When people ask me about life in a circus, all I can think is that it must be drafty in those tents. Fortunately for all of us, longtime circus performer Tiny Kline (1891-1964) provided a somewhat more detailed look at big top life. Circus Queen and Tinker Bell tells the story of the Hungarian-born performer as she moved from the burlesque house to the circus and beyond.

While workklineing for the Ringling Bros. and Barnum & Bailey Circus, Kline became well known for her signature “slide for life” stunt, an “iron jaw” act in which she slid on a high wire—in the bonkers video above, she crosses Times Square—while dangling by her teeth from a trapeze bar. Kline renewed her spectacular acrobatics at the age of seventy when she played Tinker Bell in the “Fantasy in the Sky” fireworks show at Disneyland.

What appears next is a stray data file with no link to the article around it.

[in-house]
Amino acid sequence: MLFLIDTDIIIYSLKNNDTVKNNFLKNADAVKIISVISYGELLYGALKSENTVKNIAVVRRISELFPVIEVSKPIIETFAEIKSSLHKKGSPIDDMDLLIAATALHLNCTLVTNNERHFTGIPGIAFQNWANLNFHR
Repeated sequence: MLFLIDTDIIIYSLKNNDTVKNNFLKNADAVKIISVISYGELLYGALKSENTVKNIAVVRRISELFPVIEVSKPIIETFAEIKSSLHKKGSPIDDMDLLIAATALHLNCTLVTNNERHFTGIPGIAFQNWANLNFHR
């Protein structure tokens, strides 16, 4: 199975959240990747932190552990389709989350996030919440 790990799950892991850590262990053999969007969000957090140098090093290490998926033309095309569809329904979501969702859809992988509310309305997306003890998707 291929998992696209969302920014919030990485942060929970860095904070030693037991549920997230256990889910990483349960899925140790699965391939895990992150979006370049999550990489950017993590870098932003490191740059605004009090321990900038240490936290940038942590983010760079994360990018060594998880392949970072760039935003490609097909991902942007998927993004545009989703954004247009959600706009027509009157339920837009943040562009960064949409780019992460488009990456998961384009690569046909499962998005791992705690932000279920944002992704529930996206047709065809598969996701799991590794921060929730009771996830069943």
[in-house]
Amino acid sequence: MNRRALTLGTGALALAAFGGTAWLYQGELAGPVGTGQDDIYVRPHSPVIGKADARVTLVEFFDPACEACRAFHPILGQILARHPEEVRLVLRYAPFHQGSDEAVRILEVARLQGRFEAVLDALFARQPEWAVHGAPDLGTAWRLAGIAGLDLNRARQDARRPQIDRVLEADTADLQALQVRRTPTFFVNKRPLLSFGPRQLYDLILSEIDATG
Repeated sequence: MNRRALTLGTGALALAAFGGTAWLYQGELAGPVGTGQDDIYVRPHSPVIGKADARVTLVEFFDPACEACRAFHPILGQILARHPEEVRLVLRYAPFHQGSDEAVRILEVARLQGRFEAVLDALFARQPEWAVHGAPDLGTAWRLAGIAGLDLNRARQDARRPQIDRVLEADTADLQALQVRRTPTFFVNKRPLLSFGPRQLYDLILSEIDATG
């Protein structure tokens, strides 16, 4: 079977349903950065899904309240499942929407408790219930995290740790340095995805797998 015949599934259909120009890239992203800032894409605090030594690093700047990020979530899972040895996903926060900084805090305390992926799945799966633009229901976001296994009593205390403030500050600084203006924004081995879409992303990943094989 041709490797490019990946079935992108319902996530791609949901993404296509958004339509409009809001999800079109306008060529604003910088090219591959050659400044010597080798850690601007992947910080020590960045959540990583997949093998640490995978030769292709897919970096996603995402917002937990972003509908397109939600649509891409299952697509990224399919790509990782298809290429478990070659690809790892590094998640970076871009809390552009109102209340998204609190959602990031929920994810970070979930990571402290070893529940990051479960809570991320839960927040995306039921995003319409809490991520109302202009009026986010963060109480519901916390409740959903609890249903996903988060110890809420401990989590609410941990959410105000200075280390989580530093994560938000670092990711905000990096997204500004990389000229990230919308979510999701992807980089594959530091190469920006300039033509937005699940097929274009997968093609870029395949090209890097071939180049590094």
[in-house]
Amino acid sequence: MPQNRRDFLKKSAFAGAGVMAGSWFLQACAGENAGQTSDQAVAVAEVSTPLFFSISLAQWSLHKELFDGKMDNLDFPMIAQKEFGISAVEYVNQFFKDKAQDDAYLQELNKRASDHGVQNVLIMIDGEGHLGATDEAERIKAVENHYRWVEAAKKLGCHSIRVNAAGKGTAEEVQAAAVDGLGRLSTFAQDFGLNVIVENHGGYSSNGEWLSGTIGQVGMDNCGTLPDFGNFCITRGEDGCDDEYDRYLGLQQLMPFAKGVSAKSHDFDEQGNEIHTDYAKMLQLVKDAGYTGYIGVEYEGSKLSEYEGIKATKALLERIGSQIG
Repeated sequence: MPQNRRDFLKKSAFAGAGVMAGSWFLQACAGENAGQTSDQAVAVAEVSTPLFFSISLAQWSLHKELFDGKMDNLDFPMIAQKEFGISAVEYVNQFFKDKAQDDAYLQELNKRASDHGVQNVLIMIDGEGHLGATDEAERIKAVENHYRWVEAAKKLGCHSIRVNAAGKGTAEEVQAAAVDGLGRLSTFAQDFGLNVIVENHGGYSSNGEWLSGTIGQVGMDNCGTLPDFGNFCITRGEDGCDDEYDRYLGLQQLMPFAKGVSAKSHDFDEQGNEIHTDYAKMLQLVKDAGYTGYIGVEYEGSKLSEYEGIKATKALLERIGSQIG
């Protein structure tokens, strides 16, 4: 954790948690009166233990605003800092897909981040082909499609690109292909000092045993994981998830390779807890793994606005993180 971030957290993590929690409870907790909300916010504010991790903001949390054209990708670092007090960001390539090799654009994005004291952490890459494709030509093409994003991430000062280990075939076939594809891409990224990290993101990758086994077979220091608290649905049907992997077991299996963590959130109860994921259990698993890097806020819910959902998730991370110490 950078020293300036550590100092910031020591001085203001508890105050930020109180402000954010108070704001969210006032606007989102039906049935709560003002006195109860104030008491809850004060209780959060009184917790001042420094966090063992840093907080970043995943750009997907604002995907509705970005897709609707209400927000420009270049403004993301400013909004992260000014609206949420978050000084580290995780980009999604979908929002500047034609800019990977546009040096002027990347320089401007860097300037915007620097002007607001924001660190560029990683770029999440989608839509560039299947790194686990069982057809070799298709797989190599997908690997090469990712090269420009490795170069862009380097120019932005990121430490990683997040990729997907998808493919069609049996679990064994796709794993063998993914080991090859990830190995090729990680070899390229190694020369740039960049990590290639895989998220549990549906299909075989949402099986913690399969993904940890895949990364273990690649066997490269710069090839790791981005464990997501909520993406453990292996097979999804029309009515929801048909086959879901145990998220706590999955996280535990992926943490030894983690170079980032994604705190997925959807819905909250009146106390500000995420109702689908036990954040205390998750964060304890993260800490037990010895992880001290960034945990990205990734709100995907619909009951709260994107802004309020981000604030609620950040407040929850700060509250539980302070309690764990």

Extensively annotated by Janet M. Davis, this memoir documents twentieth-century changes in popular amusements while providing fresh insight into circus personalities such as John Ringling, acrobat Lillian Leitzel, and big cat trainer Mabel Stark, as well as mainstream entertainers like Florenz Ziegfeld, John Philip Sousa, and others. Kline also provides intimate details about the daily machinations at the circus, including fascinating accounts of its sexual politics, racial dynamics, risky work, and labor relations.

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